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Gambia: 2022 rain forecast

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Department of Water Resources seasonal rainfall prediction for July-August-September (JAS) 2023 and socio-economic implications for The Gambia


The Department of Water Resources (DWR) produces the Seasonal Rainfall Prediction (SRP) annually in fulfilment of its statutory responsibility to advise the Government and people of The Gambia on all aspects of weather and climate. The SRP gives the outlook of rainfall patterns in The Gambia for the period July-August-September (JAS). DWR produces these forecasts using state-of-the-art forecasting tools and contemporary scientific knowledge.

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The information presented in the SRP publication is relevant for policy formulation, planning and decision making by operators, stakeholders, and individuals in both private and public sectors in The Gambia. The forecast is particularly useful for operators in weather-sensitive sectors such as agriculture, aviation, construction, water resources, disaster risk reduction, health, energy, trade and tourism, amongst others.

As in the previous years, the prediction was based on the strong teleconnection between El Nino/ Southern Oscillation (ENSO) and Sea Surface Temperature (SST) anomalies over the Central Pacific Ocean (Nino 3.4 region) and Tropical North Atlantic Ocean and the rain bearing systems over The Gambia.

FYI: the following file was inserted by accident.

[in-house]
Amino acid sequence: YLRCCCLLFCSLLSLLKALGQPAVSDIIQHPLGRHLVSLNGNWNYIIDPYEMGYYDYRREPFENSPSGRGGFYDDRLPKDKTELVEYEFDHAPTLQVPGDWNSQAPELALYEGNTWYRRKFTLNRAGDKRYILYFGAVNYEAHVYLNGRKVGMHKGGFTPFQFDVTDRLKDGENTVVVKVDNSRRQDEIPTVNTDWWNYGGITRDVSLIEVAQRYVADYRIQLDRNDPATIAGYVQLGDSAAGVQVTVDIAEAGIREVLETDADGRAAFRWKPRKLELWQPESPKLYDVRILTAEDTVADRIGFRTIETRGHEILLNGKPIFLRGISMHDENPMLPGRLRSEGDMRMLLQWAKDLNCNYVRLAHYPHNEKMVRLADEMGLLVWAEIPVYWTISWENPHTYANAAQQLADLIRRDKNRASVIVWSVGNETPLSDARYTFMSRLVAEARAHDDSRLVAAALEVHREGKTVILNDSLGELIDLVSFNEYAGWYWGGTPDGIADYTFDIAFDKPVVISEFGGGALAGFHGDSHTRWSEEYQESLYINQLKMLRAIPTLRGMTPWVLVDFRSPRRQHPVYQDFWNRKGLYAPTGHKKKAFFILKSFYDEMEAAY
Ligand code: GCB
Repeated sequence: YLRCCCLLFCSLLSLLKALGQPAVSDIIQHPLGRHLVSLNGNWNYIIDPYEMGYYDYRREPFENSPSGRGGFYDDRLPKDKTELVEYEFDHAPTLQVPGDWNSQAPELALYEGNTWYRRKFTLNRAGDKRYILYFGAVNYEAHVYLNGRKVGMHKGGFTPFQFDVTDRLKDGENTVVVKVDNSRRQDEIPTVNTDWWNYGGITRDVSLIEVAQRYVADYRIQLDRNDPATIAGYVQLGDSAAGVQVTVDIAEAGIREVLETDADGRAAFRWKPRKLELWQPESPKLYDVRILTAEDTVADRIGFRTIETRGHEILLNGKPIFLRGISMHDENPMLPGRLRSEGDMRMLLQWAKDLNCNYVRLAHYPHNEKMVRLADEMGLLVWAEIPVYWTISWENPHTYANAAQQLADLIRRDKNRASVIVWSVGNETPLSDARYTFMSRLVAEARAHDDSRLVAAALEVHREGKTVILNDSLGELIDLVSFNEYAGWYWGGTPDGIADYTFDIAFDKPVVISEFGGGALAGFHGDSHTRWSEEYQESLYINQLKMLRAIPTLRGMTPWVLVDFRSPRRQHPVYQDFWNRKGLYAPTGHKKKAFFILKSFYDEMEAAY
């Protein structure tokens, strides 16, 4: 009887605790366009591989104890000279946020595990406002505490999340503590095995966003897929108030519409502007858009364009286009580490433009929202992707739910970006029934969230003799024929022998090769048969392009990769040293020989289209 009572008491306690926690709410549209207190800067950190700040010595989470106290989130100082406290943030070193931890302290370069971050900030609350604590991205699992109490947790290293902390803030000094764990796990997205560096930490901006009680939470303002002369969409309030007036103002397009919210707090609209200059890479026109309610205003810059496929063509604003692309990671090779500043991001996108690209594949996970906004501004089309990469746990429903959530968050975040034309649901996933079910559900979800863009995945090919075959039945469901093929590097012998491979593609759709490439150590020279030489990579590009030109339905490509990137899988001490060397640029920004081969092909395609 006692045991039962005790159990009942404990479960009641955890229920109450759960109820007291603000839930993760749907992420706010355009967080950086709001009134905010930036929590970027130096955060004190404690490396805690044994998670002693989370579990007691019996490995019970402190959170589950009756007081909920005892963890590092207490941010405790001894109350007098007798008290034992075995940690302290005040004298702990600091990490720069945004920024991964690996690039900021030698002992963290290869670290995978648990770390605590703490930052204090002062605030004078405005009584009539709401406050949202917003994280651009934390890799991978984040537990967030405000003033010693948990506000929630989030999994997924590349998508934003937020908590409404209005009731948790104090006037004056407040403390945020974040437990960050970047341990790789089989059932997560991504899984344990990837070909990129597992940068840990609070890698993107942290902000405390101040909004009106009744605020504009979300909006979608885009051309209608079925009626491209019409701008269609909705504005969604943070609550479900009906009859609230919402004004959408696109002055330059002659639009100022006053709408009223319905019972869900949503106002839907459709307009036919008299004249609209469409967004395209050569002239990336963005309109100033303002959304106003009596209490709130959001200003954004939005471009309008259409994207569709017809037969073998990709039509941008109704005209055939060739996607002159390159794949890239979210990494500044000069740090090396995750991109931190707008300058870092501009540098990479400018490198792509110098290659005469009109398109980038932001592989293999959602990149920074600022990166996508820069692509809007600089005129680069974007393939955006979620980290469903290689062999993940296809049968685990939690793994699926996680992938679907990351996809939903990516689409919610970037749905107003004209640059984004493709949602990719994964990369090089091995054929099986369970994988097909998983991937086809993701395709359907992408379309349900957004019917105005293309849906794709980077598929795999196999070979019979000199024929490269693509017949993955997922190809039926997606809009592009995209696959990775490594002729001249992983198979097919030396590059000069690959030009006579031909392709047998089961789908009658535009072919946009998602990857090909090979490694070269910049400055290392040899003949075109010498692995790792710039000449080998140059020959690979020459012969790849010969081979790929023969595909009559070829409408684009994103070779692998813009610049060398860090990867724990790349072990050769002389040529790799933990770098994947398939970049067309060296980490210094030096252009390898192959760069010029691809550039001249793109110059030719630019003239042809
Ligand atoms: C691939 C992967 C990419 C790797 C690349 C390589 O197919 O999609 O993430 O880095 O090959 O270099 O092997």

On the inter-annual to seasonal time scales, the variability of sea surface temperature in the equatorial Pacific (El Nino / La Nina), tropical Atlantic and Indian Oceans influence rainfall during the period July-August – September in West Africa and particularly the Sahel.

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La Nina (or El Nino) conditions often coincide with the wet (dry) summer season over most of the Sahel.

When the Gulf of Guinea is warm (or cool) during April-May-June-July, it is favourable for wet conditions (or dry) over the adjacent countries.

When the tropical Atlantic is cold north of Equator and warm South of it (or warm in the north and cold in the south), it is favourable for dry conditions (or wet) in the Sahel and wet conditions (dry) over the Gulf of Guinea countries.

The variations in sea surface temperature of the Indian Ocean influence rainfall over the eastern part of the Sahel (Chad, Sudan). Warming to the west of the Indian Ocean off the coast of east Africa is expected to favour a wet summer season over eastern Sahel.

JAS 2023 rainfall prediction

For the coming July-August-September period, considerable variations in the amount of rainfall in the various places over the country are expected, as shown on the map below. The predicted rainfall amount over the country is predicted likely to be above average to very likely average rainfall for the period of July-August-September (JAS) over the Gambia.

The interpretation of that means the country’s average is expected to have rainfall quantity of equal to or more than 900mm in the western sector of the country. Amount in the range of 700 – 850mm are likely over the rest of the country.

The predicted 2023 rainfall values would therefore be normal over large areas of the country.

The latest figures indicate a 35% chance of above normal rainfall, 45% chance of nearnormal rainfall and 20% chance for below normal rainfall.

Put in simpler terms, this means that the chance of having normal rainfall is higher than the chance of having a above normal rainfall. : JAS 2023 forecast rainfall in mm

Furthermore, it is worthy of note that the 2023 rainfall season is expected to undergo more variability than the 2022 season with events such as early to normal onset, late or normal withdrawal of rains and short to average dry spells. Accordingly, this department will undertake to provide weekly climate and short to medium range weather forecasts to better anticipate impacts of intra-seasonal climate events.

Beginning of the farming season (onset)